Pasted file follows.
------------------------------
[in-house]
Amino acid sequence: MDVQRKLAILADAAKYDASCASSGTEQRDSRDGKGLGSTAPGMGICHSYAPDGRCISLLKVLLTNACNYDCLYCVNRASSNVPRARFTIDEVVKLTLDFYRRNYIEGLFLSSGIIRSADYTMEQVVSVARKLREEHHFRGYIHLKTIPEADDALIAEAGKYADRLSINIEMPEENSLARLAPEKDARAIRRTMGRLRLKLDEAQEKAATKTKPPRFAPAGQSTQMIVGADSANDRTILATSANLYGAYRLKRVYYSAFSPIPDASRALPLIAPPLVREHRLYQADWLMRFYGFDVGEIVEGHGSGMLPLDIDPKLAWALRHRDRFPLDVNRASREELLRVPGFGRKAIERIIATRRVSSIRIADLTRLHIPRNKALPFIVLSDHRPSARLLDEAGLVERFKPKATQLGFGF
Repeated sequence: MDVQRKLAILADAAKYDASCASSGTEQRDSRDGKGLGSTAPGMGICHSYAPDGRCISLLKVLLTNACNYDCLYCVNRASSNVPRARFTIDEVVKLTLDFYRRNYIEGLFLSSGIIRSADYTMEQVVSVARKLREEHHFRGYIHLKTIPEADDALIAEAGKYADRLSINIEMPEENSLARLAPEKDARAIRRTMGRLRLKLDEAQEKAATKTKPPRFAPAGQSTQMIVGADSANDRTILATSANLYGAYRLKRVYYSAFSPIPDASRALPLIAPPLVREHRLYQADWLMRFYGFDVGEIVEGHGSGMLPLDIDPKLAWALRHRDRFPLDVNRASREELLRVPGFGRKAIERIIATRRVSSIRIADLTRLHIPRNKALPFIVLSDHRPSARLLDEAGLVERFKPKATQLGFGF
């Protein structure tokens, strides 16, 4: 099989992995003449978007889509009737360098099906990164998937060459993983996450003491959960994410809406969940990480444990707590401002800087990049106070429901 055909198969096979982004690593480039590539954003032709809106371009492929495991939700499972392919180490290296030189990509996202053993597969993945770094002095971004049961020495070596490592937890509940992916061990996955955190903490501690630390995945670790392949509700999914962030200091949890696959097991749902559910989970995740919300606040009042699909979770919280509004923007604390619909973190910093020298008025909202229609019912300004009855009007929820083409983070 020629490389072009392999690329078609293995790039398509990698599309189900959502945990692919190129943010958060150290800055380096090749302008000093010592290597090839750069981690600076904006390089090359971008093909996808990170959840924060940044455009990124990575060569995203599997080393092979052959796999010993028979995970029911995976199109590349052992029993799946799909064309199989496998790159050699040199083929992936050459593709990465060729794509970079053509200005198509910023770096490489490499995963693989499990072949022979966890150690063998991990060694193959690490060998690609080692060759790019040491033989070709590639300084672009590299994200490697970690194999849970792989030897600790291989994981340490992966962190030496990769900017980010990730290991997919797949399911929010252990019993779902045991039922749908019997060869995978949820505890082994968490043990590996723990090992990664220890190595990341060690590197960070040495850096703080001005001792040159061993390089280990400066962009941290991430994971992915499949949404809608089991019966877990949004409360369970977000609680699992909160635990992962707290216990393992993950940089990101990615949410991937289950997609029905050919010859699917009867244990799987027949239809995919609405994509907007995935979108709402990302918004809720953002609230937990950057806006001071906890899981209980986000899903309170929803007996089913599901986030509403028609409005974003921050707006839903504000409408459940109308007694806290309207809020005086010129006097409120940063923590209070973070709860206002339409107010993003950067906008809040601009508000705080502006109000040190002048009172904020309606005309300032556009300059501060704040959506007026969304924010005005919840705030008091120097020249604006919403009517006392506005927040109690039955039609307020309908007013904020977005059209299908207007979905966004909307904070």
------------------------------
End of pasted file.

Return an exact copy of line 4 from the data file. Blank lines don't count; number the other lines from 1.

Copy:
């Protein structure tokens, strides 16, 4: 099989992995003449978007889509009737360098099906990164998937060459993983996450003491959960994410809406969940990480444990707590401002800087990049106070429901 055909198969096979982004690593480039590539954003032709809106371009492929495991939700499972392919180490290296030189990509996202053993597969993945770094002095971004049961020495070596490592937890509940992916061990996955955190903490501690630390995945670790392949509700999914962030200091949890696959097991749902559910989970995740919300606040009042699909979770919280509004923007604390619909973190910093020298008025909202229609019912300004009855009007929820083409983070 020629490389072009392999690329078609293995790039398509990698599309189900959502945990692919190129943010958060150290800055380096090749302008000093010592290597090839750069981690600076904006390089090359971008093909996808990170959840924060940044455009990124990575060569995203599997080393092979052959796999010993028979995970029911995976199109590349052992029993799946799909064309199989496998790159050699040199083929992936050459593709990465060729794509970079053509200005198509910023770096490489490499995963693989499990072949022979966890150690063998991990060694193959690490060998690609080692060759790019040491033989070709590639300084672009590299994200490697970690194999849970792989030897600790291989994981340490992966962190030496990769900017980010990730290991997919797949399911929010252990019993779902045991039922749908019997060869995978949820505890082994968490043990590996723990090992990664220890190595990341060690590197960070040495850096703080001005001792040159061993390089280990400066962009941290991430994971992915499949949404809608089991019966877990949004409360369970977000609680699992909160635990992962707290216990393992993950940089990101990615949410991937289950997609029905050919010859699917009867244990799987027949239809995919609405994509907007995935979108709402990302918004809720953002609230937990950057806006001071906890899981209980986000899903309170929803007996089913599901986030509403028609409005974003921050707006839903504000409408459940109308007694806290309207809020005086010129006097409120940063923590209070973070709860206002339409107010993003950067906008809040601009508000705080502006109000040190002048009172904020309606005309300032556009300059501060704040959506007026969304924010005005919840705030008091120097020249604006919403009517006392506005927040109690039955039609307020309908007013904020977005059209299908207007979905966004909307904070």